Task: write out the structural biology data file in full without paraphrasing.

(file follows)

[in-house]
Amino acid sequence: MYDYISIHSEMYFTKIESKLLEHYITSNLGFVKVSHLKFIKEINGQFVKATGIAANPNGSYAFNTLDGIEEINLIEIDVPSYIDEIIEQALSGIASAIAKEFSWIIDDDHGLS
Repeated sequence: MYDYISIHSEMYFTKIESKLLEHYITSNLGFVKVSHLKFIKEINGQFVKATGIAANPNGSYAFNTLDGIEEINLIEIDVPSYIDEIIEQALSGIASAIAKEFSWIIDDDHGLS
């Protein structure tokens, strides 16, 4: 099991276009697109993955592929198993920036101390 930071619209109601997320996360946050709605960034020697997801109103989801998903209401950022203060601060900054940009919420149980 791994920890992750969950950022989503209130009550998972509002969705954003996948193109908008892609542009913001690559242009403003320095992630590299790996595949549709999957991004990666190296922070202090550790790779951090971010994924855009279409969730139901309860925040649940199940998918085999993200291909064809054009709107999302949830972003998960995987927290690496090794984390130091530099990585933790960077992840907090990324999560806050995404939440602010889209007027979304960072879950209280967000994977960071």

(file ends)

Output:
[in-house]
Amino acid sequence: MYDYISIHSEMYFTKIESKLLEHYITSNLGFVKVSHLKFIKEINGQFVKATGIAANPNGSYAFNTLDGIEEINLIEIDVPSYIDEIIEQALSGIASAIAKEFSWIIDDDHGLS
Repeated sequence: MYDYISIHSEMYFTKIESKLLEHYITSNLGFVKVSHLKFIKEINGQFVKATGIAANPNGSYAFNTLDGIEEINLIEIDVPSYIDEIIEQALSGIASAIAKEFSWIIDDDHGLS
């Protein structure tokens, strides 16, 4: 099991276009697109993955592929198993920036101390 930071619209109601997320996360946050709605960034020697997801109103989801998903209401950022203060601060900054940009919420149980 791994920890992750969950950022989503209130009550998972509002969705954003996948193109908008892609542009913001690559242009403003320095992630590299790996595949549709999957991004990666190296922070202090550790790779951090971010994924855009279409969730139901309860925040649940199940998918085999993200291909064809054009709107999302949830972003998960995987927290690496090794984390130091530099990585933790960077992840907090990324999560806050995404939440602010889209007027979304960072879950209280967000994977960071």